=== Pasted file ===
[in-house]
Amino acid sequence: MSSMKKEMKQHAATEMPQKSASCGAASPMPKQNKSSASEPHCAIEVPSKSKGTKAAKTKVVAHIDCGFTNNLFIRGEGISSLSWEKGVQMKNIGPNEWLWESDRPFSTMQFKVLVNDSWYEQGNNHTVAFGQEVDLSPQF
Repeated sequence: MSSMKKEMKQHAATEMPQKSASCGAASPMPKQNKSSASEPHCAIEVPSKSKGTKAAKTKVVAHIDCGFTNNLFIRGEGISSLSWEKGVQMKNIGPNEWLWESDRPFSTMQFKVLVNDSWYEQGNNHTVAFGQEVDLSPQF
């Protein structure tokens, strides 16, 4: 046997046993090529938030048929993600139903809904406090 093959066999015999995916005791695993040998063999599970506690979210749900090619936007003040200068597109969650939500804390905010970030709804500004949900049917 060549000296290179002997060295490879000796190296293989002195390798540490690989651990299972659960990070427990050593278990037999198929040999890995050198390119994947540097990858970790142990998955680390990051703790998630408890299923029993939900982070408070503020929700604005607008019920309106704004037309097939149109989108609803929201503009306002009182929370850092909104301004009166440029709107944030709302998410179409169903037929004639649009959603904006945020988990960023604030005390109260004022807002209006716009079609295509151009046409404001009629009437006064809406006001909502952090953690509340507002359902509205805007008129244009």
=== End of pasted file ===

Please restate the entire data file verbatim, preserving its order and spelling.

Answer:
[in-house]
Amino acid sequence: MSSMKKEMKQHAATEMPQKSASCGAASPMPKQNKSSASEPHCAIEVPSKSKGTKAAKTKVVAHIDCGFTNNLFIRGEGISSLSWEKGVQMKNIGPNEWLWESDRPFSTMQFKVLVNDSWYEQGNNHTVAFGQEVDLSPQF
Repeated sequence: MSSMKKEMKQHAATEMPQKSASCGAASPMPKQNKSSASEPHCAIEVPSKSKGTKAAKTKVVAHIDCGFTNNLFIRGEGISSLSWEKGVQMKNIGPNEWLWESDRPFSTMQFKVLVNDSWYEQGNNHTVAFGQEVDLSPQF
């Protein structure tokens, strides 16, 4: 046997046993090529938030048929993600139903809904406090 093959066999015999995916005791695993040998063999599970506690979210749900090619936007003040200068597109969650939500804390905010970030709804500004949900049917 060549000296290179002997060295490879000796190296293989002195390798540490690989651990299972659960990070427990050593278990037999198929040999890995050198390119994947540097990858970790142990998955680390990051703790998630408890299923029993939900982070408070503020929700604005607008019920309106704004037309097939149109989108609803929201503009306002009182929370850092909104301004009166440029709107944030709302998410179409169903037929004639649009959603904006945020988990960023604030005390109260004022807002209006716009079609295509151009046409404001009629009437006064809406006001909502952090953690509340507002359902509205805007008129244009």